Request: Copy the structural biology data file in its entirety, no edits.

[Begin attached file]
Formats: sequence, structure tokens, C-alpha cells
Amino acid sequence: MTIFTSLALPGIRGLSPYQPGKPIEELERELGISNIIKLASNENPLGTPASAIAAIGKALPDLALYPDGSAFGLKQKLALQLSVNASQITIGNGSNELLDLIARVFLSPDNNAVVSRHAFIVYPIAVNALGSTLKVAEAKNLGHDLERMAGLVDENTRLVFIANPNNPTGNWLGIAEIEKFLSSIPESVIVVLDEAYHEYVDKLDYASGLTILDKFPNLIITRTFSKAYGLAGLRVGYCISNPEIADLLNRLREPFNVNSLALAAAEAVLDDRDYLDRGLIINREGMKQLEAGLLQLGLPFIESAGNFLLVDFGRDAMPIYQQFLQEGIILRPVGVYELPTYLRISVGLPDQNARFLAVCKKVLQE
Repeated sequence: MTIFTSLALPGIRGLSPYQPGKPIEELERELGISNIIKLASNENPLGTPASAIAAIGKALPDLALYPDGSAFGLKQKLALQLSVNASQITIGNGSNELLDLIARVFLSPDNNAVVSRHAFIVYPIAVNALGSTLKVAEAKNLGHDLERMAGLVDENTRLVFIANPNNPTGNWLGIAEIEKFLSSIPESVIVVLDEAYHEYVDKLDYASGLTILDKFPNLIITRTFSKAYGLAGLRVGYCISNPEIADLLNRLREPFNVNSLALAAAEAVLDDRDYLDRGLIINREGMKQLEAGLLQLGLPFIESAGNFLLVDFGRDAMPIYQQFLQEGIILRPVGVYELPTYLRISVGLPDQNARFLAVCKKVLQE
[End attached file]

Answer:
Formats: sequence, structure tokens, C-alpha cells
Amino acid sequence: MTIFTSLALPGIRGLSPYQPGKPIEELERELGISNIIKLASNENPLGTPASAIAAIGKALPDLALYPDGSAFGLKQKLALQLSVNASQITIGNGSNELLDLIARVFLSPDNNAVVSRHAFIVYPIAVNALGSTLKVAEAKNLGHDLERMAGLVDENTRLVFIANPNNPTGNWLGIAEIEKFLSSIPESVIVVLDEAYHEYVDKLDYASGLTILDKFPNLIITRTFSKAYGLAGLRVGYCISNPEIADLLNRLREPFNVNSLALAAAEAVLDDRDYLDRGLIINREGMKQLEAGLLQLGLPFIESAGNFLLVDFGRDAMPIYQQFLQEGIILRPVGVYELPTYLRISVGLPDQNARFLAVCKKVLQE
Repeated sequence: MTIFTSLALPGIRGLSPYQPGKPIEELERELGISNIIKLASNENPLGTPASAIAAIGKALPDLALYPDGSAFGLKQKLALQLSVNASQITIGNGSNELLDLIARVFLSPDNNAVVSRHAFIVYPIAVNALGSTLKVAEAKNLGHDLERMAGLVDENTRLVFIANPNNPTGNWLGIAEIEKFLSSIPESVIVVLDEAYHEYVDKLDYASGLTILDKFPNLIITRTFSKAYGLAGLRVGYCISNPEIADLLNRLREPFNVNSLALAAAEAVLDDRDYLDRGLIINREGMKQLEAGLLQLGLPFIESAGNFLLVDFGRDAMPIYQQFLQEGIILRPVGVYELPTYLRISVGLPDQNARFLAVCKKVLQE